The Case for Flag Football As an Olympic Sport

The exact Olympics are unlike any other sporting competition on the planet. Pertaining to 16 days, over 300 events representing 35 athletics and every country on the planet compete to take home their cherished medals, and I have looked forward to watching the Summer Olympics every 4 years since as far back as I can remember. Nonetheless there’s always been something missing. One of the United States most popular sporting activities, and a top 10 sport throughout the world, it looks as though street address and flag football could be Olympic sports by the year or so 2024, but issue obstacles still remain for that being a reality. First we’ll walk through some reasons why the road to having American Football included into the Olympics has not been an easy travelling, followed by why we believe flag football to be the logical method and choice as a future Olympic sport.

According to a content by NFL. com, the biggest logistical problems facing this online game of American Football being included in the Olympics are very similar to which Rugby. With the large numbers of participants on each team, the “gender equality” formats where both men and women participate in every sport, as well as compressed 3 week schedule that would be tough with a even more physical game like football and rugby. Furthermore pertaining to American Football, the barrier to entry is huge due to it’s cost to equip all players by using pads and gear, and therefor has also been slow to adopt in most foreign countries, especially of the poorer variety.

Knowing more or less everything, it’s hard to see how either sport would be a good fit in for the Summer Olympics. Rugby is a lot like Soccer in that only a small amount is needed to play the sport in terms of gear and practice during it’s base level, and has a much larger international using. This among other reasons has recently allowed Rugby to be approved for the Olympics starting in 2016 by changing the actual style to a less traditional “sevens” format which is sooner paced with less people, which could help carve the exact path for American Football, or flag football specifically.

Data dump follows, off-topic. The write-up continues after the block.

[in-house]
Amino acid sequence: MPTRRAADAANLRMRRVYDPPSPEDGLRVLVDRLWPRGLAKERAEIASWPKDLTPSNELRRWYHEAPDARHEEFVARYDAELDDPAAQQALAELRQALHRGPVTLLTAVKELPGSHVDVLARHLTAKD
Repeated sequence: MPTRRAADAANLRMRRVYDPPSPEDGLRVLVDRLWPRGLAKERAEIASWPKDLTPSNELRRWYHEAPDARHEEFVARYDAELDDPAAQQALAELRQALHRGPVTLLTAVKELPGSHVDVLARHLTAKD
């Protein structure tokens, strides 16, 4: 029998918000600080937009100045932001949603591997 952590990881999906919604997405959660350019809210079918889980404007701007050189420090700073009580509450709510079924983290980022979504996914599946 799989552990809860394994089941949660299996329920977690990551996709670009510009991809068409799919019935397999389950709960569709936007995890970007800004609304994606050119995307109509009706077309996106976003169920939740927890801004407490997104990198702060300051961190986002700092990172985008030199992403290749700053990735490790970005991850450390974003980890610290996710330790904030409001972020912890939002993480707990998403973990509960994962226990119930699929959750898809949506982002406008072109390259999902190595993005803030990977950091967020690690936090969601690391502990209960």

Even more and more high school, college plus pro teams are starting to reduce the number of contact strategies, still sporting the likes of soft-padded headgear and shoulder protections for added protection. But what if we could limit the exact contact players see before high school and middle education while also addressing some of the concerns for the sport regarding it being fully accepted into the Olympics? There’s a lot of converse recently revolving around the safety of tackle football, and not just during the NFL where concussions are a major concern. Starting dating back the youth football level, recent evidence has come forth supporting the idea that even short of a concussion, repeated travel impacts and collision can manifest in similar mental faculties injuries later in life for kids tested between the ages of 8-13. Many researchers are suggesting kids shouldn’t be playing rugby at all, suggesting that kids’ heads are “a large part of their body, and their necks are not as strong like adults’ necks. So kids may be at a greater chance of head and brain injuries than adults. ”

As of 2015, studies show that flag football is the fastest growing youngster sport in the United States, greatly outpacing the growth of traditional american football. Many individual high schools are making the switch to flag football over tackle, getting other schools in their places to follow suit creating organized leagues and divisions. It could even an officially recognized varsity sport in many suggests, and with women especially flag football is a way to allow for easier participation versus the physical nature of tackle. Plus he’s not the only one. Recently Drew Brees was evaluated by Peter King for NBC’s pregame show together some strong words on why he believes banner football is the answer. “I feel like flag football can help you football, ” Brees said. Brees coaches his boy’s flag football team, and played flag football herself through junior high, never playing tackle football until school. “I feel like (flag football) is a great introductory method for loads of kids into football, ” Brees mentioned. “Otherwise I’m it’s very easy to go in and have a bad experience early on and next not want to ever play it again. I feel for instance once you put the pads on there are just so many other things to the game, and you’re at the mercy of the coach within the lot of cases too. And to be honest, I don’t think more than enough coaches are well-versed enough in regards to the true fundamentals of your game especially when the pads go on at the youth level. in Many other pro athletes and coaches have expressed equivalent sentiments as well, singing praises for the sport of hole football, and the rise in popularity of the sport echoes that.